JAMES BLAKE – James Blake

Atlas / A & M

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For a musician who released his first EP a little over 18 months ago, James Blake has impressed many with his unique and delicate blend of ambient electro music. Strong yet fragile vocals sit at the forefront of his tracks but without taking away from the careful instrumentation and layers of samples, drum machine, piano, synths and sequencing. He was noticed immediately upon the first release in July 2009, with Air & Lack Therof which came out on the dubstep label Hemlock Recordings. DJ Gilles Peterson picked up the EP and gave it exposure on his BBC 1 show, before inviting Blake in to perform a set on his international radio show. Equally successful were his subsequent EPs released in 2010, The Bells Sketch, CMYK, and finally Klavierwerke, all receiving loads of DJ love and rounding off a busy and productive year, culminating with Blake being awarded the number two position of BBCs Sound Of 2011 poll. This chart heralds the coming year’s ‘likely successful musicians’, and saw him placing in front of acts like Jamie Woon, The Vaccines and Clare Maguire.

Perhaps his biggest breakthrough came with cover of ‘Limit To Your Love’ originally recorded by Canadian indie songstress Feist, making it into the UK singles chart and chosen by DJ Zane Rowe as ‘The Hottest Record In The World’. The self titled LP was dropped February 7 and features eleven tracks, each one experimental, unique and undoubtedly his own. There are elements of soul, rhythm and blues and even gospel to be found here, but twisted through his use of technology and treatment to create an inimitable piece of work.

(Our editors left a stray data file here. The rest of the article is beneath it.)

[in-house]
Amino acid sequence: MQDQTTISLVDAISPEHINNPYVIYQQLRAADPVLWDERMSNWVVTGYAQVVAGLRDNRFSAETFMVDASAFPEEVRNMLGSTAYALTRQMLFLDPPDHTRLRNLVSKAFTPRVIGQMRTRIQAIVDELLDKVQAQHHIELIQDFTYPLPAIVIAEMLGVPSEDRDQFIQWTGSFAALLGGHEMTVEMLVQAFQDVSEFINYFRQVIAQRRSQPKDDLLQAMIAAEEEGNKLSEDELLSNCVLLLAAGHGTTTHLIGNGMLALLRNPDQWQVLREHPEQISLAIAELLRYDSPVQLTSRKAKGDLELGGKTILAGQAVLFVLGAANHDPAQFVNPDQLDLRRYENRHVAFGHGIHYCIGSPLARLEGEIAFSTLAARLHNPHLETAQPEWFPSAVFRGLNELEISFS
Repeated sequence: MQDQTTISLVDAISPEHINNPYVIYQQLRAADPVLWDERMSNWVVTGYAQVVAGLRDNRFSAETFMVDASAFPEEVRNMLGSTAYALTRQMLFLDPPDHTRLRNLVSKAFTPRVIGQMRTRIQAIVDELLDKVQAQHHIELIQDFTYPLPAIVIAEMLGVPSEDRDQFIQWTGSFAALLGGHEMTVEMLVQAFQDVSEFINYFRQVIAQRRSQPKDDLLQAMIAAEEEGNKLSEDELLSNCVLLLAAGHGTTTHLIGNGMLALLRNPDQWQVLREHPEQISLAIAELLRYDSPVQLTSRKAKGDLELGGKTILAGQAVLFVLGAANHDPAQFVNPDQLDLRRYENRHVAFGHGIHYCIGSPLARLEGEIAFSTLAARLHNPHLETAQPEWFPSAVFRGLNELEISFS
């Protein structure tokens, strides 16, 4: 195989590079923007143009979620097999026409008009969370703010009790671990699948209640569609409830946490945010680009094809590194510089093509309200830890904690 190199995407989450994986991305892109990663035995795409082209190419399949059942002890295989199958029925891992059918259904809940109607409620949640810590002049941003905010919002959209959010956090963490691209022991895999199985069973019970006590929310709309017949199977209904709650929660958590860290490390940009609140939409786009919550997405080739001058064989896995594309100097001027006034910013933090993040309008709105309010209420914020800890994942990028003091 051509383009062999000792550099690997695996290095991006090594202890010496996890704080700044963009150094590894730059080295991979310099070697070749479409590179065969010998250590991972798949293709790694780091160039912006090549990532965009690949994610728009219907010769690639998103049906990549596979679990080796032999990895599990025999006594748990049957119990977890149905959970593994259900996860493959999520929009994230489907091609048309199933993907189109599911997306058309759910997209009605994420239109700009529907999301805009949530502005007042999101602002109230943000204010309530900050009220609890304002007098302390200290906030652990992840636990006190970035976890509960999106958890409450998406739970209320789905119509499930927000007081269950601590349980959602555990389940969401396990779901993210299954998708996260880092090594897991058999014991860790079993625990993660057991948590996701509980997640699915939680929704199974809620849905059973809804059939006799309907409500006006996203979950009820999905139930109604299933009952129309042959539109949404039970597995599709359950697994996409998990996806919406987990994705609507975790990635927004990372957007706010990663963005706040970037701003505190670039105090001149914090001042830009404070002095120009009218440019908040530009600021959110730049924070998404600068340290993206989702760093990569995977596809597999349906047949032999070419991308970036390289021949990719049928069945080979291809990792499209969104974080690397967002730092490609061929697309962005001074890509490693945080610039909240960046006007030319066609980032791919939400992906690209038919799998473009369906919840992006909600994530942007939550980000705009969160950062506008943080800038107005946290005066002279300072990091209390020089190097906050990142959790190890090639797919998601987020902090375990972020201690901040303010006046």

Vocoders usually serve as a blinding signal that what you are listening to is, well, shit. But it’s not the case here, it serves a purpose and works beautifully accentuating Blake’s vocal delicateness as on the opening track, ‘Unluck’. From this we move into ‘Wilhelm’s Scream’, where we hear the undercurrents of that sub base which dominates several songs of this LP. ‘Lindesfarne I’ is stripped back to the bare minimum, using vocoder once more and little else before gliding into the second part of the track.

‘Limit To Your Love’ highlights the incredible and powerful way Blake uses silence so effectively, holding it mid track, for a second, a void that just adds that extra dimension. When the vacuum is filled with the multi track harmonies and bass, Blake’s skill as producer and singer are clear to see. ‘Why Don’t You Call Me’ begins with only piano and voice before taking a swift left turn at forty seconds in, where he samples the piano track and vocals into a strange and awkward tangent. ‘I Mind’, the second part of this track, sees more subtle flourishes, drifting in and out, in dreamlike fashion, a steady percussive click and synths adding to its atmosphere. The album closer, ‘Measurements’ has a heap of layering going on, vocals over vocals in a somewhat gospel sounding track again highlighting the range and maturity this young singer songwriter is capable of. 

There is certain sense of mystery throughout this LP, which is hard to pin down. Blake is a musician with many facets, the album cover alludes to this. He has given us just a taste of what he can do, and there is definitely more to be revealed from this talented genre defying artist.

Dave Roberts – February 27, 2011 



The Wilhelm Scream

James Blake (ENG)
From the album, ‘James Blake’, Atlas / A & M

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